Which language is more simple Thai or Chinese
Thailand Dictionary / Thailand Language
Communication in Thailand
When you visit Thailand, you will usually be with conventional school English mostly in the tourist areas and in the cities well done come. However, if you are planning to travel to the original, somewhat more remote parts of Thailand to get to know the country and its people, it is advisable to master a few bits of Thai. On the one hand you can make yourself understood more easily and on the other hand the Thais are always delighted when a foreign guest tries to express himself in their national language.
General information about the Thai language
Thai or “Thai” for short is the colloquial as well as the official language in this country, although different regional dialects are also spoken depending on the part of the country. The standard language, comparable to our standard German, is primarily at home in Bangkok and the surrounding area. When you first listen to it, Thai seems very strange and relatively complicated for European ears. The pronunciation also takes a little getting used to at first, but with a little practice and a good ear, Thai can be learned relatively well. It is by no means bad if you make small mistakes.
As a matter of courtesy, the Thais appreciate it very much when the western tourists, the so-called “farangs” at least make an effort. Even small words like “thank you”, “please” or “sorry” have a big impact on the locals. At the end of this page you will find a small list of the most common expressions and idioms. which can make your stay in Thailand a little easier.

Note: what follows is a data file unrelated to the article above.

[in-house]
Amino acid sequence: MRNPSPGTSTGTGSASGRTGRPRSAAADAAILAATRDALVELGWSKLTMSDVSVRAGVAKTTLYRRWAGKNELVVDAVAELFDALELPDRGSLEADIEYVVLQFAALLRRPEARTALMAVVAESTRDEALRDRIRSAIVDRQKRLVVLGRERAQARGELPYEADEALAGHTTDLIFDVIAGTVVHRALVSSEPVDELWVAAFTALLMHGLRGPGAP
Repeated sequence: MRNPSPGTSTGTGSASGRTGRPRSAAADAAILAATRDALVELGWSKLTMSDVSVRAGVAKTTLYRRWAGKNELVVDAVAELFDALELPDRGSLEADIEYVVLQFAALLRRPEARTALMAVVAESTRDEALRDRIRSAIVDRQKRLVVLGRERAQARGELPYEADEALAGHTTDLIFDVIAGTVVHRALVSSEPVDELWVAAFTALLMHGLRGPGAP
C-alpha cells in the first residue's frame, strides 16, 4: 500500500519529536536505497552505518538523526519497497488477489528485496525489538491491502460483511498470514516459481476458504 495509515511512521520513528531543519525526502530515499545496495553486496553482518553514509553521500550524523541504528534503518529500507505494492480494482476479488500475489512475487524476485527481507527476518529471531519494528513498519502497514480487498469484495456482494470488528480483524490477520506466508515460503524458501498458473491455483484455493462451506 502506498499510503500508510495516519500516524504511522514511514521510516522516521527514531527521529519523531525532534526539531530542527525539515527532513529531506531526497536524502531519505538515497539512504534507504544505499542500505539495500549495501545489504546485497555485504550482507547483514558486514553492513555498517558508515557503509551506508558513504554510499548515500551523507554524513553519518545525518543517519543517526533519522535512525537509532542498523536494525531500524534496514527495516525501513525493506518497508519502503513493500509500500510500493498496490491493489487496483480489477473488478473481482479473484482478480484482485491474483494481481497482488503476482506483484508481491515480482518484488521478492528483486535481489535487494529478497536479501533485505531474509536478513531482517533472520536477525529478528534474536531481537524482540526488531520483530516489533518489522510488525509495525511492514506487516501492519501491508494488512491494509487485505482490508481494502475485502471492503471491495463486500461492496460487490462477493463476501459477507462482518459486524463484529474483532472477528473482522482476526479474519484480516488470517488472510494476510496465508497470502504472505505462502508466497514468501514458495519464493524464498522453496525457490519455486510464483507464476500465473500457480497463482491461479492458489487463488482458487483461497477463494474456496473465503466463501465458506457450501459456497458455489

The Thai script
Thai contains influences of the Chinese language as well as a mixture of them Sanskrit, Khmer and Pali. Unlike the Chinese or Japanese characters, the font is a letter font. With 42 consonants and 32 vowels Thai is quite letter-intensive and reading the script is also a little complicated by European standards. Although the reading direction of the consonants is also from left to right, some of the vowels can be in front of, above or below the consonants.
Also knows the script no spaces between words or syllables, which makes it a little difficult to figure out the end of a word. A further complication is that with the Thai script as well any punctuation marks, such as a period, exclamation point, question mark, or comma absence. There are also no upper and lower case letters. However, if Thai is written in Latin, it is relatively easy for Europeans to empathize with this language.
Grammatically speaking, Thai is a fairly simple language because there are no different verb forms for different tenses or people. When pronouncing the "R" is always rolled. An "H" after "P", "K" or "T" is not pronounced. On the other hand, it is more complicated when it comes to pronunciation correct pitch to hit, because depending on the pitch, the words and syllables can have different meanings. A distinction is made between neutral, low, falling, high and rising tone. In conversations, men and women also use different politeness syllables that come at the end of the respective phrase. In women, this particle is "Khâ" and in men "Khráb". This becomes clear in the greeting (sa | wàt di). For example, women say sa | wàt di khâ while men say sa | wàt di khráb.